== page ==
Monarch Butterflies at Risk

One of the themes of this New Zealand adventure is species at risk. It as though all of the “sky is falling” warnings of those enviro “Henny Pennys” are finally coming home to roost. As I travel I am encountering fewer birds that before, and therefore fewer penguins. I was hoping to see a Kea on my southern sojourn, but alas, friends say that their range has contracted to Arthurs Pass.

Monarch butterfly populations are crashing in North America, and it seems they are in the southern hemisphere as well. We can do more than wring our hands or just wish for a different outcome. We can plant the species of native plants we know provide food and shelter for Monarch butterflies and other pollinator insects.

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Swan plants at Paripuma in Blenheim, NZ

Whilst I was in Blenheim I learned about the swan plant, the preferred plant of the Monarch butterfly in New Zealand. Similar to the milkweed in North America, it has a milky substance in its stem and flossy flowering pods. The plant is the preferred place to leave its eggs or form a chrysalis.

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Many plants attractive to pollinators also appeal to humans.

My experience with planting milkweed seeds in my home garden has been one of frustration. They never seem to germinate. This year I was able to transplant some dormant milkweed from a native plant garden about to undergo renovation. So far they are slow growing but responding. None of mine look as magnificent as Rosa Davison’s swan plants. Also, if you want to do the Monarchs a favor–stop or greatly reduce using any chemicals including fertilizer in your garden.

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In California you can visit a special grove in Pacific Grove where the Monarch’s overwinter. Their numbers have been shrinking. Similarly in New Zealand, Butterfly Bay in Northland’s Whangaroa Harbour is an overwintering site. They have also seen a dramatic decline in butterfly numbers.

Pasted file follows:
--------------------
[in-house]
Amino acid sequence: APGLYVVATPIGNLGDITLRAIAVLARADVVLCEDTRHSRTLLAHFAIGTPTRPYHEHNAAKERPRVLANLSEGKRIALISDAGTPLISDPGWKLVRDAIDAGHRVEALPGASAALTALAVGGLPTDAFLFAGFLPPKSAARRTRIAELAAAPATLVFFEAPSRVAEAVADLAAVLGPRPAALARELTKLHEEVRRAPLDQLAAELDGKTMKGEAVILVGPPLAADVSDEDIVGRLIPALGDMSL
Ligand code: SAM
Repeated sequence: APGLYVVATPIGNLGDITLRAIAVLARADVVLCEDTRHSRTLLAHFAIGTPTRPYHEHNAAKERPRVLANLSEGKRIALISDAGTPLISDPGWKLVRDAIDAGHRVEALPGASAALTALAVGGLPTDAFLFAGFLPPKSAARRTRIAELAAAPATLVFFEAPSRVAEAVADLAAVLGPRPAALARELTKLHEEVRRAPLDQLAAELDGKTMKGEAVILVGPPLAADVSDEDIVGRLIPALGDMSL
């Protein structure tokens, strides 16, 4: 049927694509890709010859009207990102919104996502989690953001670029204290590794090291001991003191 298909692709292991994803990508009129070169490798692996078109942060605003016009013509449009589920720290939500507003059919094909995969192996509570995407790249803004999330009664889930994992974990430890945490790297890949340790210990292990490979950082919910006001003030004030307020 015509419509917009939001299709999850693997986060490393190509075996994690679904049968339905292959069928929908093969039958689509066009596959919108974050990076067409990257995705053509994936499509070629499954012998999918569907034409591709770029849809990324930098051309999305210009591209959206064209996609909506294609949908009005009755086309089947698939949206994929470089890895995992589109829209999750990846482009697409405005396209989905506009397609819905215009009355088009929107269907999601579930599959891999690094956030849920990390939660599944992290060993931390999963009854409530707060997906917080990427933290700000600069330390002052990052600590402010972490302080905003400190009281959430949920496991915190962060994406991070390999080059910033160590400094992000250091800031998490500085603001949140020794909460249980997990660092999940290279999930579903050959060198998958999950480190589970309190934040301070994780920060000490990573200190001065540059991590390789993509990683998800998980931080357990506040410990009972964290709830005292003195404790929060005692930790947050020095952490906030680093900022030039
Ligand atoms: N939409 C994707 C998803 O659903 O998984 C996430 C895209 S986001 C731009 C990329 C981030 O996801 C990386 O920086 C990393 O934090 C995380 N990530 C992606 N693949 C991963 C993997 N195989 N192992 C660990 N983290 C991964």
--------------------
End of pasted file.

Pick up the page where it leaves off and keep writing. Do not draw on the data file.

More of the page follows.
You can learn more about planting a pollinator garden for butterflies, or donating to promote butterfly habitats:

North America—Xerces Society http://www.xerces.org/monarch

New Zealand–Moths and Butterflies of New Zealand Trust http://www.monarch.org.nz

Monarch Butterflies Find Sanctuary

IMG_2915You may know that the Monarch Butterfly migrates thousands of miles in it’s life cycle. The caterpillar needs milkweed for food, the adult needs groves of pine, eucalyptus and cypress for overwintering. Their habitats have been reduced, chemicals in our environment threaten them, and their numbers have greatly diminished across the USA.

IMG_2916For several decades one town, Pacific Grove, California, has taken special pride in their protected Butterfly Sanctuary and the thousands of Monarch butterflies that arrive from October to stay until January or February. The peak time to see them–especially in clusters of a thousand or so–is around US Thanksgiving.

IMG_2922The sanctuary is an easy walk from the main street in Pacific Grove (Lighthouse Avenue). There is parking and it is wheelchair accessible. Although there is an incline from one end to the other. There are fun activities for children and plenty of benches for all ages. And there is no charge for entrance.

IMG_2921We took a picnic lunch and sat among the trees watching the butterflies dance high in the air among the tops of the trees. Occasionally one would drop down closer to us and alight on a branch and then we could try for a photo. It would have been more dramatic if we’d been able to see the clusters, but this was also relaxing and fun. We read the well designed signs to learn more about the butterflies and gained a new appreciation for these beautiful insects.

Pacific Grove is on the Monterey Peninsula and an easy activity to plan as part of your next visit. It is walking distance from Asilomar and just off 17 Mile Drive near the entrance to Pebble Beach.